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Review of Economics of the Household

, Volume 15, Issue 4, pp 1215–1248 | Cite as

Health capital investment and time spent on health-related activities

  • Juan Du
  • Takeshi Yagihashi
Article

Abstract

One key component in the health capital investment model in (Grossman, M. Journal of Political Economy, 80: 223–255, 1972) is time spent on improving health. However, few empirical studies have examined how time spent on health investment is determined. In this paper, we fill this void in the literature by investigating how people allocate their time for different types of health-related activities in response to economic variables. Using the American Time Use Survey, we distinguish health-enhancing and health-deteriorating leisure activities, with the rationale that these activities may respond differently to socioeconomic environment. We find that health-enhancing and health-deteriorating time respond to economic variables in opposite directions. Specifically, a higher wage rate leads to a reduction in health-deteriorating activities but an increase in health-enhancing activities, particularly those with an investment nature. This finding holds for most subsamples we examine. Our result implies substantial substitution within nonmarket time.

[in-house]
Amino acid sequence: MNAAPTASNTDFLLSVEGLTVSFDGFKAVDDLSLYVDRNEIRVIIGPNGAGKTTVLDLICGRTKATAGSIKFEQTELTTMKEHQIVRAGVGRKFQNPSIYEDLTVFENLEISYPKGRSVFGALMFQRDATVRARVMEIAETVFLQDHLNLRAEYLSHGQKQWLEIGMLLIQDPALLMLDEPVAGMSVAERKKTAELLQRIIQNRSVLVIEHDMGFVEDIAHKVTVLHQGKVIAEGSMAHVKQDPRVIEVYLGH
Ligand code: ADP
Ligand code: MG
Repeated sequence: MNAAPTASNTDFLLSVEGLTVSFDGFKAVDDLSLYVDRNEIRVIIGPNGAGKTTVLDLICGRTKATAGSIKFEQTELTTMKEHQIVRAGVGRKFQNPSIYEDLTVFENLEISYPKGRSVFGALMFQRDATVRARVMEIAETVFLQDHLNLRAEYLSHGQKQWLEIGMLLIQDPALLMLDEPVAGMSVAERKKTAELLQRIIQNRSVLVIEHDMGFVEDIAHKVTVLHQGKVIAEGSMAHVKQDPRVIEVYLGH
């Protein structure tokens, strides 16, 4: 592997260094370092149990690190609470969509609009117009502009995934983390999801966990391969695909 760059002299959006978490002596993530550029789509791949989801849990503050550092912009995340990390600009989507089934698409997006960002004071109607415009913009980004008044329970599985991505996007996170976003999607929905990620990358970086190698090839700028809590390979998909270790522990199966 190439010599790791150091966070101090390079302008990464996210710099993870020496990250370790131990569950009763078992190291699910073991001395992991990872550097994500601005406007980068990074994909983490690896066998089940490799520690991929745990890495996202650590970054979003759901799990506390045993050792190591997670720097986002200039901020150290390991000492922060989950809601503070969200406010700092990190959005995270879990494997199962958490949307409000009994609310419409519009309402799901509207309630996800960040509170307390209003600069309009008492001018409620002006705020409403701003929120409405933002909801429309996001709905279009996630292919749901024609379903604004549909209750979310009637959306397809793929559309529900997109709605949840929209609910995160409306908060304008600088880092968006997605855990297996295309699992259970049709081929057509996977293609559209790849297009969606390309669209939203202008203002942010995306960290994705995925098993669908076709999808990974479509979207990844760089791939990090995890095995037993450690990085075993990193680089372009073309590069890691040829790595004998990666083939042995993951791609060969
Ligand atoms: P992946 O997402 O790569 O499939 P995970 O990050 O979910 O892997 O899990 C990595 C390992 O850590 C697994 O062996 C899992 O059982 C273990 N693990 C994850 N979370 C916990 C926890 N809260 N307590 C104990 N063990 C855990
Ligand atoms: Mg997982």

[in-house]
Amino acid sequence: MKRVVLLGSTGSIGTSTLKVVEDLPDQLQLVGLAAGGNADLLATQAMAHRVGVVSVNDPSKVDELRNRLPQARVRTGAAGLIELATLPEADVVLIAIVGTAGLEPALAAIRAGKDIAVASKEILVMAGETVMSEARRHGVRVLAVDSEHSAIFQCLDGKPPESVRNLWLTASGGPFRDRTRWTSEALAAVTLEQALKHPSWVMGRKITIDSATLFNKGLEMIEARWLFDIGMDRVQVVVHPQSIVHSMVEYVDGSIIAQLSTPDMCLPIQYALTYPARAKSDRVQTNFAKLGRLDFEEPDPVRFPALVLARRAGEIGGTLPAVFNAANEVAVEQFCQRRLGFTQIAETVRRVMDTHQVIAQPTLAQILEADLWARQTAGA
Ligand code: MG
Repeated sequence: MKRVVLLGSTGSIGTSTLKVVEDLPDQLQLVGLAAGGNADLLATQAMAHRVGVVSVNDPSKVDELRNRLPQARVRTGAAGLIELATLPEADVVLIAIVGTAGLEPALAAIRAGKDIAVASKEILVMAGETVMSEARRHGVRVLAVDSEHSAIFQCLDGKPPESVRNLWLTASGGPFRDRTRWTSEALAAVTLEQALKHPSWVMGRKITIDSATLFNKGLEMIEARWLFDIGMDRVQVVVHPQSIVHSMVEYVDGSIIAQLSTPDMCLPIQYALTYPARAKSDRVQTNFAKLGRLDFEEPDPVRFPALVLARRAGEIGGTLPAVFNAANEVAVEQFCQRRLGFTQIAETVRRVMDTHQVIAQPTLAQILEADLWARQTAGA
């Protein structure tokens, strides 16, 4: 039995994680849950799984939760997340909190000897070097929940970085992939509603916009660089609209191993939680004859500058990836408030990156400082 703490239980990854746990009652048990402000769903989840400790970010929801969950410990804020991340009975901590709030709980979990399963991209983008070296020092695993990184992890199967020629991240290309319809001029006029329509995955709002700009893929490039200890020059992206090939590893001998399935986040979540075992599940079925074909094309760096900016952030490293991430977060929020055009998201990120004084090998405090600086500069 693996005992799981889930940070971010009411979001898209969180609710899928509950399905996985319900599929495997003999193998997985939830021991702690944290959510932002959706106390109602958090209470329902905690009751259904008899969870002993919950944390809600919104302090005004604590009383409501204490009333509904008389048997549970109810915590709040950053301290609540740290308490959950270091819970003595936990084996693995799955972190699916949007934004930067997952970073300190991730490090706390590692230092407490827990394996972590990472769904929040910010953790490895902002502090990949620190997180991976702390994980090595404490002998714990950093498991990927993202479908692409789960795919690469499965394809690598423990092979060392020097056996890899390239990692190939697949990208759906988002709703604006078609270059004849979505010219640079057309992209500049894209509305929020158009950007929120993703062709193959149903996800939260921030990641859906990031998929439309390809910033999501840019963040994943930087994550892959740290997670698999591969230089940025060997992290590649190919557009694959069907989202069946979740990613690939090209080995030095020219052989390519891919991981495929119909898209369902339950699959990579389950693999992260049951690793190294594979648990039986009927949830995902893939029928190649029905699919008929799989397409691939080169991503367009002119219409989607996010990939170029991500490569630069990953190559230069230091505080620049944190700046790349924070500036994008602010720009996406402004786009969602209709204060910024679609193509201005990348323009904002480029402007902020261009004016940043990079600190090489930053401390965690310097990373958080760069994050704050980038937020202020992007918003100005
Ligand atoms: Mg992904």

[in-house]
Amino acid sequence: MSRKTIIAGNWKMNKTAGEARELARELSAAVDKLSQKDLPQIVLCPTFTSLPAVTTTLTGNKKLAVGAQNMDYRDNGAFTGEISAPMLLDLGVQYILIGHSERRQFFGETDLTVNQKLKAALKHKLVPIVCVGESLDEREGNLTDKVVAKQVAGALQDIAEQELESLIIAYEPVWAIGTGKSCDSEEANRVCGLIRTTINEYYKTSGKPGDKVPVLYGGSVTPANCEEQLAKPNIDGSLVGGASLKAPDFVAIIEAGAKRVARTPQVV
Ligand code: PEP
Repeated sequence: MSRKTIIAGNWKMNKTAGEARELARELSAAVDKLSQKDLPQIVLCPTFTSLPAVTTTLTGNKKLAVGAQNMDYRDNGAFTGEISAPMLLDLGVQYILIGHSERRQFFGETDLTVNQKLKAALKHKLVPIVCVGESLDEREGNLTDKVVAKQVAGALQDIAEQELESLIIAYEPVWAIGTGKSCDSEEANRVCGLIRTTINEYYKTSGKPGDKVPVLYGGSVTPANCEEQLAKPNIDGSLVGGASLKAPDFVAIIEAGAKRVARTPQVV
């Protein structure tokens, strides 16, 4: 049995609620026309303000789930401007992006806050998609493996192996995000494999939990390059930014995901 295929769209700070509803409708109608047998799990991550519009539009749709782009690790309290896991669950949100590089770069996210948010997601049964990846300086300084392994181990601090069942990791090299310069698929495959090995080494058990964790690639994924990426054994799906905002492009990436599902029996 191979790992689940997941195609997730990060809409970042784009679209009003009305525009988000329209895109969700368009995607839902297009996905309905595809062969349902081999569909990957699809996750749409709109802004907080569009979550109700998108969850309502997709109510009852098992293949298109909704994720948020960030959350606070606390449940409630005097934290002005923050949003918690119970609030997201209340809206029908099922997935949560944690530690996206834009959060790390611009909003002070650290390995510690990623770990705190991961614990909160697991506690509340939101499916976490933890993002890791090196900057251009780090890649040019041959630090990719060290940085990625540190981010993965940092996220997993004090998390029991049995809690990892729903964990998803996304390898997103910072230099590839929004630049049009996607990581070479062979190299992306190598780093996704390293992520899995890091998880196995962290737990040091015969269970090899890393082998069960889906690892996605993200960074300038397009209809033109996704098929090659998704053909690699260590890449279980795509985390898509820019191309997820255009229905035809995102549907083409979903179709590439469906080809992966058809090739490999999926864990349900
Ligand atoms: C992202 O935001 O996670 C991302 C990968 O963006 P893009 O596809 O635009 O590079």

Keywords

Time allocation Health production Health capital Leisure time Labor supply 

JEL classification

I1 J22 

Notes

Acknowledgements

We are grateful to Michael Grossman for his invaluable comments. We would also like to thank participants at the Time Use Conference organized by the University of Maryland for their helpful comments.

Compliance with ethical standards

Conflict of interest

The authors declare that they have no competing interests.

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Copyright information

© Springer Science+Business Media, LLC 2017

Authors and Affiliations

  1. 1.Department of EconomicsOld Dominion UniversityNorfolkUSA

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